Demystifying Taxes for Nannies


Demystifying Taxes — What Every Employee (Nanny)  Needs to Know About the Payroll & Tax Process
By: Tom Breedlove of Breedlove & Associates
Original post here: Regarding Nannies 

When a family makes a compensation offer, it is critical that you are extremely clear as to what your Gross Wages and Net Pay will be. Gross Wages refers to the amount of compensation prior to taxes while Net Pay is the amount after taxes have been withheld. Net Pay is frequently referred to as “take-home” pay because it’s how much you take home once your taxes have been taken out.

Typically, employers make offers in terms of Gross Wages. But, most families are unfamiliar with payroll and tax processes, so you should not assume anything. It’s important to clarify that the offer represents the Gross Wages. If that is the case, then you can use our Employee Paycheck Calculator to translate the Gross Wages into your Net (“Take-Home”) Pay.

If the family offers you a Net Pay amount, we advise you to convert that into Gross Wages since all compensation must be reported to the government in terms of Gross Wages – and it’s the figure that will be used to calculate all your benefits. To protect yourself and eliminate any chance of confusion by either party, it’s important to have a payroll scenario from our calculator that clearly defines Gross and Net figures.


Before you can run payroll scenarios, it’s important to understand how state and federal allowances work. Allowances represent general taxpayer situations; they are used to estimate approximately what your tax obligation will be so that the appropriate amount of taxes are withheld from your paycheck each pay period. This enables workers to “pay-as-they-go,” thereby eliminating a huge tax bill at the end of the year.

The IRS has a worksheet called Form W-4, which is used to determine the proper number of allowances for your personal tax situation. Again, the goal is to not owe much money at the end of the year or perhaps even get a little money back. However, because there are so many factors that affect personal income tax liability, it is impossible to manage with precision. (In fact, the IRS says taxpayers should allow for error of up to $500 — meaning you may get a refund of a few hundred dollars or you may be required to make a tax payment of a few hundred dollars). If you don’t like the idea of writing a check at the end of the year, then you should be conservative when you choose your allowances — a lower number of allowances (0 being the lowest) will slightly lower your paycheck each payday but that means you’ll get more back at the end of the year. Conversely, a higher number of allowances will increase each paycheck each payday but that means you’ll owe more at year end.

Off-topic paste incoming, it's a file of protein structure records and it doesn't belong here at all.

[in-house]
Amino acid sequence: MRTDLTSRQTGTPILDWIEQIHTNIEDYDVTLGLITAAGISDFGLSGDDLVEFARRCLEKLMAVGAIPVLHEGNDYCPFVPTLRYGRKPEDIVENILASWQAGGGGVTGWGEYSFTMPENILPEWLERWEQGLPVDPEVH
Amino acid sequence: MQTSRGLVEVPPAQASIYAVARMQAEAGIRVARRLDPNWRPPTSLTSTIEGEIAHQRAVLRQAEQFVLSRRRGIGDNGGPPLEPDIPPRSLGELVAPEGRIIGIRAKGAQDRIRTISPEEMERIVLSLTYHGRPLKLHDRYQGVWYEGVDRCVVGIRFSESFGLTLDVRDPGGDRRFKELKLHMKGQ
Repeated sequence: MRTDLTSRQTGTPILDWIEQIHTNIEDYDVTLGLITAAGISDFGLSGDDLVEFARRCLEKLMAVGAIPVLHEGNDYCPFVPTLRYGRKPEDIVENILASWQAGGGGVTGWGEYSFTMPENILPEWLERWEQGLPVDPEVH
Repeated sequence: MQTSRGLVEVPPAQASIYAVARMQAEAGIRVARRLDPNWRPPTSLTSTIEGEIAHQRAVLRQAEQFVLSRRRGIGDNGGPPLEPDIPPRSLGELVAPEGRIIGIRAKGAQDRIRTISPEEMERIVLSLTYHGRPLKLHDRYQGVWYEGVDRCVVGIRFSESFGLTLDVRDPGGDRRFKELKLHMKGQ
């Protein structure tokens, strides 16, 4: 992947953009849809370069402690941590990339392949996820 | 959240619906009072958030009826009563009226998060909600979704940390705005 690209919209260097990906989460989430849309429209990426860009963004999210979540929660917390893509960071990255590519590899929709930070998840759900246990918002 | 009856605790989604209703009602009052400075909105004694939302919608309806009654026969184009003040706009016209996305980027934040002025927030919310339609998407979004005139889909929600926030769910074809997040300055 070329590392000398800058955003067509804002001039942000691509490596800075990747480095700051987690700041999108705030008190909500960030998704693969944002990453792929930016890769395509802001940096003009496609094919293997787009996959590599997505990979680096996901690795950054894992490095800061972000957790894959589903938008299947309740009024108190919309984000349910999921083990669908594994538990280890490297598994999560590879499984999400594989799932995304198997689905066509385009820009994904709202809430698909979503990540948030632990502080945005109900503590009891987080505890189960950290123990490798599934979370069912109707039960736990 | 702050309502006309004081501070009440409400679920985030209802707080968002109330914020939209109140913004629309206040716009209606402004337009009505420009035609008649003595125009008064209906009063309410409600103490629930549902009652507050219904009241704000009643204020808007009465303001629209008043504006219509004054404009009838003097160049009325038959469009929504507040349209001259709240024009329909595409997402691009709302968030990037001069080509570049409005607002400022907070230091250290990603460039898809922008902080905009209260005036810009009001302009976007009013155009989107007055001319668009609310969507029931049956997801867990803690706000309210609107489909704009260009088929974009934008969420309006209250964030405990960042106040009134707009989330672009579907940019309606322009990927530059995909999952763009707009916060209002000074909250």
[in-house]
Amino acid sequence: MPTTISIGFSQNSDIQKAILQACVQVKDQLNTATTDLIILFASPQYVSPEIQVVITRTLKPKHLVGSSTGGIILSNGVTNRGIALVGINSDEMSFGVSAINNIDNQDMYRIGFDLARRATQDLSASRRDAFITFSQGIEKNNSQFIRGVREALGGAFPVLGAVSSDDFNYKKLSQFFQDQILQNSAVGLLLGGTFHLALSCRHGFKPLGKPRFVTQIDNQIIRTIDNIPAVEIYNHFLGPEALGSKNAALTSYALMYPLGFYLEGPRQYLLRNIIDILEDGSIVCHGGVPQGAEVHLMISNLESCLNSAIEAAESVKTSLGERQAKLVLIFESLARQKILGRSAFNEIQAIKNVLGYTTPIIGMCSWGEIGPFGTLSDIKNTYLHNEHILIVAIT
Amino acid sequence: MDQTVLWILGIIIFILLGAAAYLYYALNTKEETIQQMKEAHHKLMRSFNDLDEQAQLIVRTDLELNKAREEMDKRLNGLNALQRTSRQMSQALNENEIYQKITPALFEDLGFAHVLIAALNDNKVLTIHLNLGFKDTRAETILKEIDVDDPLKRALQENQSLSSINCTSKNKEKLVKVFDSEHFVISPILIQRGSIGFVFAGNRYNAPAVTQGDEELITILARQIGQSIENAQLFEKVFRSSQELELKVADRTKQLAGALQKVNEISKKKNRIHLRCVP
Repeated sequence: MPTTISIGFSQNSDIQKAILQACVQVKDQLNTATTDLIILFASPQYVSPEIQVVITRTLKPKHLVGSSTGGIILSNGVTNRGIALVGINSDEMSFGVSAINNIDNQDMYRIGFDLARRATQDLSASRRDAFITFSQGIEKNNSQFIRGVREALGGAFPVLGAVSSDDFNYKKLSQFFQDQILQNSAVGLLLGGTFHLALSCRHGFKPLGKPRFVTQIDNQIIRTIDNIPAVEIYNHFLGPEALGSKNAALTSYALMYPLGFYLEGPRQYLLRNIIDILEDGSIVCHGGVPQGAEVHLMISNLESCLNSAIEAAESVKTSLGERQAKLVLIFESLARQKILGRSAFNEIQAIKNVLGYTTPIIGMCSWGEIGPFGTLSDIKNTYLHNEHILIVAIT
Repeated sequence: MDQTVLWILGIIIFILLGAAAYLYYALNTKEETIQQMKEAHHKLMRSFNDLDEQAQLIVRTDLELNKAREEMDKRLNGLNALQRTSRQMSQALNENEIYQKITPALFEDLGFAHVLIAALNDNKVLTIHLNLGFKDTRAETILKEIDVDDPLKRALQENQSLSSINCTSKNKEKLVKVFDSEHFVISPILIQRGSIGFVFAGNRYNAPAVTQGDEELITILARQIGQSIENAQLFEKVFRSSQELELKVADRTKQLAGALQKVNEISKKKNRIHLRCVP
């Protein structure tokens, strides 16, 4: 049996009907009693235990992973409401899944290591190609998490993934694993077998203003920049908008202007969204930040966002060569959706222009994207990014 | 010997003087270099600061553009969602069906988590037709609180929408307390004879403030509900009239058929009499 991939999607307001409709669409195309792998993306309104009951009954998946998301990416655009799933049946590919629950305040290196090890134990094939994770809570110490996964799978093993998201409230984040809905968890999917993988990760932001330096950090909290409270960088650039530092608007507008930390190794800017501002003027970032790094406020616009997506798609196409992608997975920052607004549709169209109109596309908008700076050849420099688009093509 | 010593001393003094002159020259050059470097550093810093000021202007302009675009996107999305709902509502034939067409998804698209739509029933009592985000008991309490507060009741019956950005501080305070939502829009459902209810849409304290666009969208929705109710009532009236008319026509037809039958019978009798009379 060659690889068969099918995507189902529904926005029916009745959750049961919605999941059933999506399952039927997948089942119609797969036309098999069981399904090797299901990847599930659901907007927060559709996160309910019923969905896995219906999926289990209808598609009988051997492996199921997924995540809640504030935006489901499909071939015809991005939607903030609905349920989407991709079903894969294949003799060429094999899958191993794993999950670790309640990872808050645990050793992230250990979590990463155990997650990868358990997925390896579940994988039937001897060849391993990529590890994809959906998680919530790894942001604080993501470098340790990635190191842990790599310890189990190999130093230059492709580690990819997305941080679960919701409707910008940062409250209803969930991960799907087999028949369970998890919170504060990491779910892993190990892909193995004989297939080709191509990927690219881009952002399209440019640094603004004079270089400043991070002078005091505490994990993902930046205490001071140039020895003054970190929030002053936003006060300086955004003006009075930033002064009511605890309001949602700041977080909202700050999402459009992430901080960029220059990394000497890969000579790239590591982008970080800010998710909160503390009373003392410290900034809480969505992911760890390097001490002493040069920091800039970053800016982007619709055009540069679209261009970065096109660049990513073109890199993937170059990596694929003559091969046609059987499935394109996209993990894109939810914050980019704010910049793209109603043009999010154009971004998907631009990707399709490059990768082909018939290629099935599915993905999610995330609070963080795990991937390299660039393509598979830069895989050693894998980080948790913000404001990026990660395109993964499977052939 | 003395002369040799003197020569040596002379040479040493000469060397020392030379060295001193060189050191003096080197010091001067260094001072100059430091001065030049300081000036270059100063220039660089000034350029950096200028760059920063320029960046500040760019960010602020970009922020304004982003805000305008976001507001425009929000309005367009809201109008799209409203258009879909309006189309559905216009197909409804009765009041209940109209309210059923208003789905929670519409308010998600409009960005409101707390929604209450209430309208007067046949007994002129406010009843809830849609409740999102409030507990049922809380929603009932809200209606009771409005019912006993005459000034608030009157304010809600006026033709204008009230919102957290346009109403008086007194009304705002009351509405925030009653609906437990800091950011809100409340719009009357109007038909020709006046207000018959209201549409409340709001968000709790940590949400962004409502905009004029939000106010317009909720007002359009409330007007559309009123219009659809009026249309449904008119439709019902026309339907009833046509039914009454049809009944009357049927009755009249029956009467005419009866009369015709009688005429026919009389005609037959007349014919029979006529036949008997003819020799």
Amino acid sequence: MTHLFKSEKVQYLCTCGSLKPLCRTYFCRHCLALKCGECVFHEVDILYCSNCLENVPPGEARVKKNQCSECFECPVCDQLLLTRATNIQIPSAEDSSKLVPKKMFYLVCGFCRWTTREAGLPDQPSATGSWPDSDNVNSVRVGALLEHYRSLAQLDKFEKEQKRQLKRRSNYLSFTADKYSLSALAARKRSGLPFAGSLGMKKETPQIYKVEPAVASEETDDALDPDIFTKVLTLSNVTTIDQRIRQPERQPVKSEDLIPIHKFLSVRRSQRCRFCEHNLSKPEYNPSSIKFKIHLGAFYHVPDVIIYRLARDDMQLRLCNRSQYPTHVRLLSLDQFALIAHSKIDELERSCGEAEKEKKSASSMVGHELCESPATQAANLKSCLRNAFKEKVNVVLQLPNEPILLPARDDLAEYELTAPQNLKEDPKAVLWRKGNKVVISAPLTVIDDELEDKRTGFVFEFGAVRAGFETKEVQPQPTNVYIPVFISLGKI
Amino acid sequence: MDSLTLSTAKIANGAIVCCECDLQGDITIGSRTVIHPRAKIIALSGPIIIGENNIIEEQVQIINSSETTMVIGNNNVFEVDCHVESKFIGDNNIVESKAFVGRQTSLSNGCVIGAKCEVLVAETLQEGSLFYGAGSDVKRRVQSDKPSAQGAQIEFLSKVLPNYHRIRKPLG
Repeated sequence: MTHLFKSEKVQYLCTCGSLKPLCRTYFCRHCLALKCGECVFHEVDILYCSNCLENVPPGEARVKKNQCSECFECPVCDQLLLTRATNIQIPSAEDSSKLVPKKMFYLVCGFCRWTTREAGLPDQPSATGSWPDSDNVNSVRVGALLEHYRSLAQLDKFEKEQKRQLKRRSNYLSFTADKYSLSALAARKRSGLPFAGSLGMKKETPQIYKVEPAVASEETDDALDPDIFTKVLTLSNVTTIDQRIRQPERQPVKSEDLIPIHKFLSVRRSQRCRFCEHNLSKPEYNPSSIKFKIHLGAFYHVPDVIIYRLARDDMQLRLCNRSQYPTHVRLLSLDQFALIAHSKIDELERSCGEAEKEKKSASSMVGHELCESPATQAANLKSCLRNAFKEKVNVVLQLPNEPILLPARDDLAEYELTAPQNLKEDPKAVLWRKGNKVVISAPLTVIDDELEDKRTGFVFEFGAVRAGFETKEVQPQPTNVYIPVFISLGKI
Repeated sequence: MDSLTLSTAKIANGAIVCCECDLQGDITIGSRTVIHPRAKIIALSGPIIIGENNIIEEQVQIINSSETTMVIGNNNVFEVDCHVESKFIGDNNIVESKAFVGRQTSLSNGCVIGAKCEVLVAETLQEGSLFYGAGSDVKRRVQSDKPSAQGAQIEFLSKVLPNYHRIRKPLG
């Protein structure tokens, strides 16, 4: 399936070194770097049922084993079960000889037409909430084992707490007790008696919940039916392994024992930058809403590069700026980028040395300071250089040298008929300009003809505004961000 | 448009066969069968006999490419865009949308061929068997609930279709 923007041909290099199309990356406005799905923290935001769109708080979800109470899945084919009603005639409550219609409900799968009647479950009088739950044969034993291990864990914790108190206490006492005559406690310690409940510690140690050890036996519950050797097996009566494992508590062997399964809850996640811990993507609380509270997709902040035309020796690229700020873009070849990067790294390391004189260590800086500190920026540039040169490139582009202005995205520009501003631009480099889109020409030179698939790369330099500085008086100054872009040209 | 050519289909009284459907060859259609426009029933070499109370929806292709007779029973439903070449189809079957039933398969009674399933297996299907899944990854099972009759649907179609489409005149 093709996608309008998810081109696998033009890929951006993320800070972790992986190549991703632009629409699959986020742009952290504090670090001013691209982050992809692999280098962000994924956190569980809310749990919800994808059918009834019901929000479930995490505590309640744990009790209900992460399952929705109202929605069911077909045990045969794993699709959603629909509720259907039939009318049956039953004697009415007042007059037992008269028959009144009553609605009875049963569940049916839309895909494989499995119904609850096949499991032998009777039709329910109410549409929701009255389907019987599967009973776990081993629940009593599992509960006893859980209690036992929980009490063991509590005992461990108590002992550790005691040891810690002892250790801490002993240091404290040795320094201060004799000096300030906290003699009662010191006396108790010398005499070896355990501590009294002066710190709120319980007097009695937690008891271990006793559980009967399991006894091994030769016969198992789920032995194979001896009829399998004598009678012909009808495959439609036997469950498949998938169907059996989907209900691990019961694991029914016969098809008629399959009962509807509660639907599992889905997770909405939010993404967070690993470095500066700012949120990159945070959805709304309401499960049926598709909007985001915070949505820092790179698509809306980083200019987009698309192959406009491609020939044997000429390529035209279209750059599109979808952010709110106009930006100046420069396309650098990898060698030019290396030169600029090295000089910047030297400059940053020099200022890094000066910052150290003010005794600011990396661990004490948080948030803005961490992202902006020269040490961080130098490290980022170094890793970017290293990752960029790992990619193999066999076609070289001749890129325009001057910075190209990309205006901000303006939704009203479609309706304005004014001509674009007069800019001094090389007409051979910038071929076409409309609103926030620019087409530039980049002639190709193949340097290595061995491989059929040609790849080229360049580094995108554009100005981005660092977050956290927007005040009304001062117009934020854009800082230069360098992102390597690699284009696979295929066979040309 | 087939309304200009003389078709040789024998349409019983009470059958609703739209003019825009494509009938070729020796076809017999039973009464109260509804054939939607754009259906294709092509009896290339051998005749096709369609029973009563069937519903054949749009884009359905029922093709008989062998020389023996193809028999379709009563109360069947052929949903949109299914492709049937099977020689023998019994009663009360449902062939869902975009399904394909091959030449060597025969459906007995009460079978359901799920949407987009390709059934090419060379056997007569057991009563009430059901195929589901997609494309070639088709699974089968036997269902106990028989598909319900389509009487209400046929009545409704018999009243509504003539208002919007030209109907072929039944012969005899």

We advise everyone to be conservative. A larger-than-expected refund is much better than a larger-than-expected payment. Once you have a tax history, it is easier to get closer to a “zero balance” by adjusting the number of allowances on Form W-4 to withhold a little less or a little more each pay period.

Your employer will find copies of the federal and state Form W-4 when they register with our service. If you have any questions as you fill them out, just give us a call.


Once your payroll is set up properly, you won’t have to worry about anything until the end of each calendar year. Your employer will remit your withheld taxes to the state and federal tax agencies each calendar quarter. In January, when the tax year is complete, your employer will provide you with Form W-2. It itemizes your gross wages for the tax year along with all your federal and state tax withholdings. You should receive your Form W-2 from your employer by the end of January, giving you plenty of time to prepare your income tax filings before the April 15 deadline.

Note: If you terminate your relationship with your employer during the tax year, it is your job to make sure that your former employer has your current mailing address so they can send your Form W-2 to you in January.


By the end of February each year, your employer will also have filed the appropriate documents with the Social Security Administration on your behalf. This will credit your earnings record, which will directly affect how much you are paid during retirement. The greater your earnings record, the more golden your golden years will be.

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